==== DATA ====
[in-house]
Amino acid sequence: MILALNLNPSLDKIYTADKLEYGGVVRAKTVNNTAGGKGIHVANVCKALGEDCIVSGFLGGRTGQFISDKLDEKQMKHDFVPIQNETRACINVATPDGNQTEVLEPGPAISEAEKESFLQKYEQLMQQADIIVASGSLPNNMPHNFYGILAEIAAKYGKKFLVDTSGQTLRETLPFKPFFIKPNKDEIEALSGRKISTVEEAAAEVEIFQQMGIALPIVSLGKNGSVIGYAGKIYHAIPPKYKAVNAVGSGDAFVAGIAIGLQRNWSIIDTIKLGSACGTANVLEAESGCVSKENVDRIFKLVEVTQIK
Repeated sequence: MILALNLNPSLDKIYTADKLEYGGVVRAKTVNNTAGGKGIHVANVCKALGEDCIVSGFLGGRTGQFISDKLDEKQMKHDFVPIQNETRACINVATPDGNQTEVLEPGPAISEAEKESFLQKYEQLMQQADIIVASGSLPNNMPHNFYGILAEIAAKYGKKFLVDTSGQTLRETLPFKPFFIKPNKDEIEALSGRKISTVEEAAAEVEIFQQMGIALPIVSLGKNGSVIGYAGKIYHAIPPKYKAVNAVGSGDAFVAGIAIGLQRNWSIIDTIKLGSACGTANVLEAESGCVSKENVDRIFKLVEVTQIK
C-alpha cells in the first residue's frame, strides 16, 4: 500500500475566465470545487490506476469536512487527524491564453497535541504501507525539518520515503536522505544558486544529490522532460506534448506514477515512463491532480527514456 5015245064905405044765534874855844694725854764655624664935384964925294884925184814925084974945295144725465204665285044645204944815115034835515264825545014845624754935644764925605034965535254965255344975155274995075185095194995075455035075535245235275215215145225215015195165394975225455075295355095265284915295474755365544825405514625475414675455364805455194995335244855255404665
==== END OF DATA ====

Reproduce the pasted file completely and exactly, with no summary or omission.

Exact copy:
[in-house]
Amino acid sequence: MILALNLNPSLDKIYTADKLEYGGVVRAKTVNNTAGGKGIHVANVCKALGEDCIVSGFLGGRTGQFISDKLDEKQMKHDFVPIQNETRACINVATPDGNQTEVLEPGPAISEAEKESFLQKYEQLMQQADIIVASGSLPNNMPHNFYGILAEIAAKYGKKFLVDTSGQTLRETLPFKPFFIKPNKDEIEALSGRKISTVEEAAAEVEIFQQMGIALPIVSLGKNGSVIGYAGKIYHAIPPKYKAVNAVGSGDAFVAGIAIGLQRNWSIIDTIKLGSACGTANVLEAESGCVSKENVDRIFKLVEVTQIK
Repeated sequence: MILALNLNPSLDKIYTADKLEYGGVVRAKTVNNTAGGKGIHVANVCKALGEDCIVSGFLGGRTGQFISDKLDEKQMKHDFVPIQNETRACINVATPDGNQTEVLEPGPAISEAEKESFLQKYEQLMQQADIIVASGSLPNNMPHNFYGILAEIAAKYGKKFLVDTSGQTLRETLPFKPFFIKPNKDEIEALSGRKISTVEEAAAEVEIFQQMGIALPIVSLGKNGSVIGYAGKIYHAIPPKYKAVNAVGSGDAFVAGIAIGLQRNWSIIDTIKLGSACGTANVLEAESGCVSKENVDRIFKLVEVTQIK
C-alpha cells in the first residue's frame, strides 16, 4: 500500500475566465470545487490506476469536512487527524491564453497535541504501507525539518520515503536522505544558486544529490522532460506534448506514477515512463491532480527514456 5015245064905405044765534874855844694725854764655624664935384964925294884925184814925084974945295144725465204665285044645204944815115034835515264825545014845624754935644764925605034965535254965255344975155274995075185095194995075455035075535245235275215215145225215015195165394975225455075295355095265284915295474755365544825405514625475414675455364805455194995335244855255404665